The RIBA President is elected for a two-year term by RIBA members.
The current President, Stephen Hodder, was educated at the School of Architecture, University of Manchester, where he gained a Distinction in the Bachelor of Architecture degree. Following university he joined the Building Design Partnership in 1981 and became a member of the Royal Institute of British Architects in 1982. He has been in practice since 1983.
Hodder + Partners has now won over 30 major awards, most notably the Royal Fine Art Commission/Sunday Times Building of the Year Award for Colne Swimming Pool in 1992, and the inaugural Stirling Prize for Architecture for the Centenary Building, University of Salford in 1996.
Stephen has written and lectured widely, has been a visiting examiner at a number of schools of architecture and was until recently the visiting professor at the Birmingham School of Architecture. He regularly acts as an assessor for architectural competitions and awards systems. He was awarded an MBE for services to architecture in the Queens Birthday Honours List in 1998. He received an honorary doctorate in 2006 from the Manchester Metropolitan University for his regional, national and international contribution to architecture and won the Roses Design Award for 'Architect of the Year' in the same year.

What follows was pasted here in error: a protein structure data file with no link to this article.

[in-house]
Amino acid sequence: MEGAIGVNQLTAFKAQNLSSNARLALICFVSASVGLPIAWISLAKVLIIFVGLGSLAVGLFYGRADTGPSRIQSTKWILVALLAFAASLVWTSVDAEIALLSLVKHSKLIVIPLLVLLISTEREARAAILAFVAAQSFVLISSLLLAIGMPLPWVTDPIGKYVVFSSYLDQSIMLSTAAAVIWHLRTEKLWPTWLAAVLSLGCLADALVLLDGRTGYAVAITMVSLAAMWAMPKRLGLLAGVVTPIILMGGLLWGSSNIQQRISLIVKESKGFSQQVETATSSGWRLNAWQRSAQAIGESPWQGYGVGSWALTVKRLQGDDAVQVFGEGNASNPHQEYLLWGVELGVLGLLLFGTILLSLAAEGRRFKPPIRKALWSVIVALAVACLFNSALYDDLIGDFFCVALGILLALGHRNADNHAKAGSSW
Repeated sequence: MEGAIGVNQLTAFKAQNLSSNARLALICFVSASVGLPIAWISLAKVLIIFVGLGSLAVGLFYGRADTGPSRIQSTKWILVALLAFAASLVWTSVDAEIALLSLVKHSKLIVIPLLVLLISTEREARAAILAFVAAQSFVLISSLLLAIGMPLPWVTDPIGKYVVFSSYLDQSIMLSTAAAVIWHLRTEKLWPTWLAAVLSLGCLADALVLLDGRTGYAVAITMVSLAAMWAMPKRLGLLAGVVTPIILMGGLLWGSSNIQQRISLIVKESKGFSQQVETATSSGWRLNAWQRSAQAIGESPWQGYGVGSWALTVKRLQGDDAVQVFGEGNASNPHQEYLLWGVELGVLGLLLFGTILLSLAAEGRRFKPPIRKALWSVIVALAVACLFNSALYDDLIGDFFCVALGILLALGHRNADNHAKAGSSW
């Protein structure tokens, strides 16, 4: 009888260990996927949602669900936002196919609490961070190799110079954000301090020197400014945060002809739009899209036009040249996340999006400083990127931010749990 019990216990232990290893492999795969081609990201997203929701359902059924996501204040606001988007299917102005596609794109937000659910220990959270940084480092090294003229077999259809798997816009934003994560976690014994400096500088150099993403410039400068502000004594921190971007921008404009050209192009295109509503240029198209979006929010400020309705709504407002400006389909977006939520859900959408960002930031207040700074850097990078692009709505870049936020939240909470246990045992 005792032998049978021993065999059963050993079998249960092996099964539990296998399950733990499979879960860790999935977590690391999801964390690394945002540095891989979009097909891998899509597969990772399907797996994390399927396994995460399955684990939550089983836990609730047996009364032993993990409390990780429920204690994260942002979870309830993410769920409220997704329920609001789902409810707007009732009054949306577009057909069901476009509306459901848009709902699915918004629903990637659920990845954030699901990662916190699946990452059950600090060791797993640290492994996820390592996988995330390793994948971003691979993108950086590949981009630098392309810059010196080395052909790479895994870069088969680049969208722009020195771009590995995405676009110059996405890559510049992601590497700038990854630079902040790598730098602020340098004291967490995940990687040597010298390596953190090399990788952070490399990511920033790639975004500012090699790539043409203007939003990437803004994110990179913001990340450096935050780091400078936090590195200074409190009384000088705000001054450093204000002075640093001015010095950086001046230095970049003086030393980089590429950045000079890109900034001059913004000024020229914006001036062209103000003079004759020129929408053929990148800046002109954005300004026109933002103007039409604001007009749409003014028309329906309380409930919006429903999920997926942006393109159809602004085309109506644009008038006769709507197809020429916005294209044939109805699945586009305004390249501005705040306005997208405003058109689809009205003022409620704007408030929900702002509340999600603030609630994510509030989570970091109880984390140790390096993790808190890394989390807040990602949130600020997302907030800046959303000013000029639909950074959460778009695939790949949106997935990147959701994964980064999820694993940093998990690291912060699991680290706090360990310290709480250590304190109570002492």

Stephen served as the RIBA's Vice President Membership (Nations and Regions) before becoming RIBA President on 1 September 2013.
Harry Rich is the RIBA's Chief Executive, leading the professional team of some 200 in London and around the country. Before joining the RIBA he was Chief Executive of Enterprise UK and, prior to this, Deputy Chief Executive at the Design Council.
Listen to Harry speak about the RIBA and the architectural profession in an interview with Richard Steer, courtesy of www.gleeds.tv:
||His background |
||The Way Ahead Review |
||The year ahead |
||The purpose of the RIBA |
||The globalisation of architecture|
||Opportunities for the profession|
||The value of architecture |
||The language of architecture|
||The economic and political climate|
||Harry Rich, the person|
RIBA Council is the charter body, and is ultimately responsible for the conduct and development of the institute. It comprises 60 members, the large majority of whom are
The council passes down detailed responsibility and technical focus to the RIBA Board and executive. The executive is split into four subsidiary companies, each with its own board of directors, trustees and staff.
The RIBA Board is the group board, responsible for directing the overall business of the RIBA. It operates under the overall authority and policy of the elected Council, and co-ordinates the operations of the subsidiary companies.